One can only guess that Tom Tyler was both curious and thrilled about being part of Hollywood’s movie monster history, for by the time he was filming “The Mummy’s Hand” he was not yet cast as a superhero; he was a B-western leading man. No doubt he enjoyed getting to make the female lead, Peggy Moran, faint when her eyes fell upon him at first sight when she awoke from being asleep in the tent and being carried off to his tomb in the mountain. It is not quite as romantic as being swept off her feet while Tom is on horseback, as Tom did with many a leading lady, but such a scene remains something to boast about during his versatile film career.





Wednesday, October 24, 2018

Hungarian titles of Tom Tyler movies

Stagecoach 1939
Now we travel to Hungary to discover how popular Tom Tyler’s movies were in this country, keeping in mind that during the height of his career, Hungary was a kingdom. Royalty aside, there was still plenty of wide open space in the southern part of the country where boys learned to ride horseback sometimes before they learned to walk. That Hungarians are masters of horseback riding seems to be a given, what with their proud heritage when they traveled in that manner from east of the Ural mountain range down to the Carpathian basin and settled in the territory known as Hungary. In Hungarian, the word pustza means steppe, or a plain, and there were many plains which the Hungarian ancestors rode upon. There is even a folk song about cowboys in Hungary:

On the pustza I was born,
On the pustza I dwell,

I have no roof above my head.
But I have a horse that can jump fences,
And I am a cowboy of the plains.

Without saddle I can ride,
And my way leads where we choose,
I need no reins to guide my steed,
For I am a cowboy of the plains.

On the pustza I was born,
On the pustza I dwell.

Delmagyarorszag, April 22, 1948
With this natural love of cowboys it seems inevitable the Hungarians would have a special affinity for American western films and of course Tom Tyler. A number of the film titles listed below are from Délmagyarország, published in Szeged, Hungary. One rather amusing literal movie title translation for “Texas Tornado” (1928), or “Texas sárkány”, is “Texas Dragon”. Some of the cinema ads advertised two Tom Tyler films playing back to back, a rarity in European cinema. With thanks to Hungaricana and Port.hu, here are some Hungarian titles of Tom Tyler films:

Silent films:

The Texas Tornado (1928) – Texasi sárkány
The Law of the Plains (1928) – Küzdelem az igazságért
Trail of the Horse Thieves (1929) –  Fekete keselyü

Talkies:

A Rider of the Plains (1931) – A préri réme
Two Fisted Justice (1931) –  A félelmetes lovas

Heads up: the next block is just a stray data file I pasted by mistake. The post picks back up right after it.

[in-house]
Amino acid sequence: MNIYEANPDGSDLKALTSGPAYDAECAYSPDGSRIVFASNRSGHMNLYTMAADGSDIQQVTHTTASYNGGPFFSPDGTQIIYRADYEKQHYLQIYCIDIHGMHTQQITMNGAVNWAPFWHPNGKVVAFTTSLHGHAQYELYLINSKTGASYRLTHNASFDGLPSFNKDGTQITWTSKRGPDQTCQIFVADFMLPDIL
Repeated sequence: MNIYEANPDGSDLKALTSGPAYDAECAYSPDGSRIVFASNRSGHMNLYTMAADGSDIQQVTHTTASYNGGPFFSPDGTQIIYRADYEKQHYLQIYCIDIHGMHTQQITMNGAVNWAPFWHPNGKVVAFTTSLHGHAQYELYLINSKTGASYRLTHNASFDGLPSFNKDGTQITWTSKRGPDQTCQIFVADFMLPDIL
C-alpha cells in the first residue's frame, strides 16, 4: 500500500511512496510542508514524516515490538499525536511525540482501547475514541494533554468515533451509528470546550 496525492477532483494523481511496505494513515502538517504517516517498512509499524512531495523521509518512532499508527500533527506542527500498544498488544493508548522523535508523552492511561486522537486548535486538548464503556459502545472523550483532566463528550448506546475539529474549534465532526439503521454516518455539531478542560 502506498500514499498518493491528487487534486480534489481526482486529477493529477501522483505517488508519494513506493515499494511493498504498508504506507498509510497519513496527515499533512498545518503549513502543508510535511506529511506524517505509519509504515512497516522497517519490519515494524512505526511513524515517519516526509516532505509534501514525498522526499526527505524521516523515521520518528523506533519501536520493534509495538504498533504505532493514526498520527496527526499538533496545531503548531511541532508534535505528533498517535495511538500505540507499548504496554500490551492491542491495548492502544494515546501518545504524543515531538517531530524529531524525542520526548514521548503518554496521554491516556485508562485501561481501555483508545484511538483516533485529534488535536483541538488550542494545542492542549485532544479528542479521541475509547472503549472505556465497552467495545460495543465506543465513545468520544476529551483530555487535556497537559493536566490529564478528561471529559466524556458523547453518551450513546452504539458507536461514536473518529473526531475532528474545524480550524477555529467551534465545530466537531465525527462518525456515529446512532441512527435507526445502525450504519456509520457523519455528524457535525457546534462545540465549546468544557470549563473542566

Jungle Mystery (1932) –  Zungu
The Phantom of the Range (1936) –  Az ördög árok kincse
The Feud of the Trail (1937)  –  A nagy szikla titka
Stagecoach (1939) –  Hatosfogat

The Westerner (1940) –  Ember a láthatáron
The Mummys Hand (1941) – A Mumia Bosszúja
Talk of the Town (1942)  –  A csintalan úriember
Red River (1948)  – Vörös folyó
Blood on the Moon (1948) – Véres hold
The Younger Brothers (1949)  –  A fiatalabb fivérek
She Wore a Yellow Ribbon (1949) – Sárga szalagot viselt

The Mummy's Hand 1941





















Thursday, October 11, 2018

Collectibles: Tom Tyler on the Cine La Alicantina card


One of the more challenging movie cards to find with Tom Tyler on it is the Cine La Alicantina set which was manufactured in Seville, Spain, during the 1920’s and 1930’s. Very little information is known about this particular set, as Cine La Alicantina is not listed in The Movie Card site’s extensive (and always growing) directory. Printed on a paper-thin cardstock, each movie card measured 2 ¾” x 4” in size. The Cine La Alicantina movie card set is printed in black and white, and there are at least 100 cards in the set. The front of each card bears a popular image of the star, while the reverse side has the card number at the bottom, and the following at the top:

Cine La Alicantina
Jáuregui, 34

El cine de todos los públicos
(Cinema of all audiences)

Si quiere usted admirar mi trabajo no deje de venir mañana
(If you want to admire my work, do not stop coming tomorrow)

These lines, loosely translated, were meant to encourage the collector of favorite cards to continue patronizing the cinema. The most notable word here is “Jáuregui”, which is Basque for “palace” or “Manor House” - in this case, “movie palace” is implied. Tom Tyler appears on card number 79. Other popular film stars that appeared in the Cine La Alicantina set include Dolores del Rio, Fay Wray, Florence Vidor, Jose Nieto, Milton Sills, Jack Holt, and many others.